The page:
Private industry employer wages and salaries averaged $19.68 per hour
State and local government wages and salaries averaged $26.25 per hour
Health benefit employer costs in September 2010 were $4.65 per hour worked for state and local government and $2.10 in private industry.
As I’ve already stated, GiN is in rare agreement with the LJS editorial board on this subject, at least in general terms. Something definitely needs to happen regarding this whole issue and soon. It’s time to start asking ourselves some fundamental questions:
- Should government employees be better compensated than the citizens whom they are supposed to serve?
- Are government employees more valuable than employees in the private sector?
- Whatever happened to the servant concept in public service?
- What product or service of value to the overall economy do government employees provide?
- Does the available information on government employee vs private sector employee compensation discrepancies give indication of a thriving free market economy or one that is drifting towards a centrally planned economy?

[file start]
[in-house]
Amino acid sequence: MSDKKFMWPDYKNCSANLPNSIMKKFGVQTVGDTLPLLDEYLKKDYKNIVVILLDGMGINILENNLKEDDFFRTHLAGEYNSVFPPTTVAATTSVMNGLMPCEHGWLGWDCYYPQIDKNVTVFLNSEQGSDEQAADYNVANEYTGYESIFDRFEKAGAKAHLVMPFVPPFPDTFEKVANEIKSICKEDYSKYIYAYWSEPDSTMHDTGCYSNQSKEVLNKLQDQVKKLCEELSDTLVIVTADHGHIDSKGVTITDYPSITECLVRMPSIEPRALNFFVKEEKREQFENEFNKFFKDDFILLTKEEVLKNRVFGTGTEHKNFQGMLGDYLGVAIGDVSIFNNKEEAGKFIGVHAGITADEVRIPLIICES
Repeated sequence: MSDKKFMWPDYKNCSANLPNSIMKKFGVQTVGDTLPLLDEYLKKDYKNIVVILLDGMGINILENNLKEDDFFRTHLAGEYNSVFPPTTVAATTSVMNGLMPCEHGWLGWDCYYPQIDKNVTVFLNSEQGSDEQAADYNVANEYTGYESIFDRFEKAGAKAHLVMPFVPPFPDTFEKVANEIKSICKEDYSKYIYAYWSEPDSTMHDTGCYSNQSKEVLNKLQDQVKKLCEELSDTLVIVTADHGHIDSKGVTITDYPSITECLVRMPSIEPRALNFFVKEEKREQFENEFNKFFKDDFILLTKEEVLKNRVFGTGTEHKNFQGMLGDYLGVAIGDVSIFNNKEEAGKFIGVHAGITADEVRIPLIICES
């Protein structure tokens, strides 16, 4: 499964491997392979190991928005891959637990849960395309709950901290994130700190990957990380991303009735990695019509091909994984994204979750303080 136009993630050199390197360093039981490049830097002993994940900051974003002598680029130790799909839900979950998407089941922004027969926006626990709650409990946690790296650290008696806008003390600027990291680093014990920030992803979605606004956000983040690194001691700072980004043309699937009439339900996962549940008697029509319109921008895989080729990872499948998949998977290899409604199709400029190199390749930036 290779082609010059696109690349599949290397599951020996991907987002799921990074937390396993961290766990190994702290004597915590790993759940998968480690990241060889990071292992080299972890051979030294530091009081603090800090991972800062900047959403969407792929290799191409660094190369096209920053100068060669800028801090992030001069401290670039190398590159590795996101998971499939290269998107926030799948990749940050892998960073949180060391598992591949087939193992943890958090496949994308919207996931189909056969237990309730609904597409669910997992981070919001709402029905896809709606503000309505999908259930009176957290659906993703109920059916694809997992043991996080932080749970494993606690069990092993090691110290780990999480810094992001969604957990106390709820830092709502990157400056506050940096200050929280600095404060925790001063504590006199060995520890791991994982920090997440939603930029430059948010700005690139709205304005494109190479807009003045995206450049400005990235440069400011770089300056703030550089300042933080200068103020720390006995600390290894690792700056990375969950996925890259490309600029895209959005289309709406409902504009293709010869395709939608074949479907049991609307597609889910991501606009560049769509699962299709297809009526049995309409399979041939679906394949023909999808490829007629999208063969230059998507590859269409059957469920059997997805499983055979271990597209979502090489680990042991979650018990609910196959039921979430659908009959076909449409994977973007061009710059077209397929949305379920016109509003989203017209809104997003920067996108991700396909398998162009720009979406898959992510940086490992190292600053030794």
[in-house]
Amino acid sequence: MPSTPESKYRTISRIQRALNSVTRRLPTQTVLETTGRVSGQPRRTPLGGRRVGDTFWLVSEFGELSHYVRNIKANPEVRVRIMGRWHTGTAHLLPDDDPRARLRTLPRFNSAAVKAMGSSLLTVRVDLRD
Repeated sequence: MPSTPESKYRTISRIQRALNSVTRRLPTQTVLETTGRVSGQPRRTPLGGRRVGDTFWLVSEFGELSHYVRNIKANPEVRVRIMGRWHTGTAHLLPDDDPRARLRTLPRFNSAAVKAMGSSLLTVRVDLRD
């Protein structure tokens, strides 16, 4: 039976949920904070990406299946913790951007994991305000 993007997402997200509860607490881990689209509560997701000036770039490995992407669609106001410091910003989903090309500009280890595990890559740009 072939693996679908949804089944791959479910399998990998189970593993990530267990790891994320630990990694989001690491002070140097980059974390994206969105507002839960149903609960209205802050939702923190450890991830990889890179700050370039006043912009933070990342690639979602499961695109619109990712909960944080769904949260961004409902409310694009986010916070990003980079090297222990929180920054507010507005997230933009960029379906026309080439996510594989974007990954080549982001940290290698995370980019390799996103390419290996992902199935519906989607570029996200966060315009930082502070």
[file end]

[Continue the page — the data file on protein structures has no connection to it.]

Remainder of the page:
To be continued – more to come on this subject with more specific information about Nebraska, soon.
References & Notes [ + ]
|1.||↑||I chose to use the official and full U.S. Census data rather than the less reliable figures from 2009, which are based on far smaller sample sets and a series of projections and estimates.|
|2.||↑||Note that the HR Morning websites’ article makes reference to the Kaiser Family Foundation in the article. I typically tend to shy away from quoting KFF research, because it is widely accepted the KFF have been advocating for some form of socialized medicine. HR Morning clearly has a position of being opposed to the health care reform law and they have accepted the results of the KFF research in this particular instance, giving the information some increased level of credibility in my opinion.|